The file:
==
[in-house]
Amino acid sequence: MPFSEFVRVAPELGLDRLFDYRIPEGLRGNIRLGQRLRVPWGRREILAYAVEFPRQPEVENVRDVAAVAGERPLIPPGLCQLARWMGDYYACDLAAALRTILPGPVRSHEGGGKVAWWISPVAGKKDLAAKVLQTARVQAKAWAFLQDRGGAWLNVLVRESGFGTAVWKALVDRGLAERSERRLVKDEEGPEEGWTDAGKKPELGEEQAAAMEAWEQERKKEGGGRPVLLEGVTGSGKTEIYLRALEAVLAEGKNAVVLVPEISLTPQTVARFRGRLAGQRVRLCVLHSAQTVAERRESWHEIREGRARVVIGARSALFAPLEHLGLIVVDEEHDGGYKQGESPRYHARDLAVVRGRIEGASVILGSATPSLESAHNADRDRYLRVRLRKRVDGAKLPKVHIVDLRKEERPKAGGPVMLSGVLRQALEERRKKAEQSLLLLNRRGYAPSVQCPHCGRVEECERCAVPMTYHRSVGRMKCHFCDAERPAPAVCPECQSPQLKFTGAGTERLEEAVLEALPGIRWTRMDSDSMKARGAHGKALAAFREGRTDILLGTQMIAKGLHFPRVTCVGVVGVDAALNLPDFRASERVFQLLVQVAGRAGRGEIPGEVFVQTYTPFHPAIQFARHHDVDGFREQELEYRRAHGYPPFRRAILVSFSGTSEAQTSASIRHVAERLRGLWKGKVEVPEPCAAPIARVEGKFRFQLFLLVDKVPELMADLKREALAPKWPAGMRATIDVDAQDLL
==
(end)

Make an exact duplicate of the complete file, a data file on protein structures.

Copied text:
[in-house]
Amino acid sequence: MPFSEFVRVAPELGLDRLFDYRIPEGLRGNIRLGQRLRVPWGRREILAYAVEFPRQPEVENVRDVAAVAGERPLIPPGLCQLARWMGDYYACDLAAALRTILPGPVRSHEGGGKVAWWISPVAGKKDLAAKVLQTARVQAKAWAFLQDRGGAWLNVLVRESGFGTAVWKALVDRGLAERSERRLVKDEEGPEEGWTDAGKKPELGEEQAAAMEAWEQERKKEGGGRPVLLEGVTGSGKTEIYLRALEAVLAEGKNAVVLVPEISLTPQTVARFRGRLAGQRVRLCVLHSAQTVAERRESWHEIREGRARVVIGARSALFAPLEHLGLIVVDEEHDGGYKQGESPRYHARDLAVVRGRIEGASVILGSATPSLESAHNADRDRYLRVRLRKRVDGAKLPKVHIVDLRKEERPKAGGPVMLSGVLRQALEERRKKAEQSLLLLNRRGYAPSVQCPHCGRVEECERCAVPMTYHRSVGRMKCHFCDAERPAPAVCPECQSPQLKFTGAGTERLEEAVLEALPGIRWTRMDSDSMKARGAHGKALAAFREGRTDILLGTQMIAKGLHFPRVTCVGVVGVDAALNLPDFRASERVFQLLVQVAGRAGRGEIPGEVFVQTYTPFHPAIQFARHHDVDGFREQELEYRRAHGYPPFRRAILVSFSGTSEAQTSASIRHVAERLRGLWKGKVEVPEPCAAPIARVEGKFRFQLFLLVDKVPELMADLKREALAPKWPAGMRATIDVDAQDLL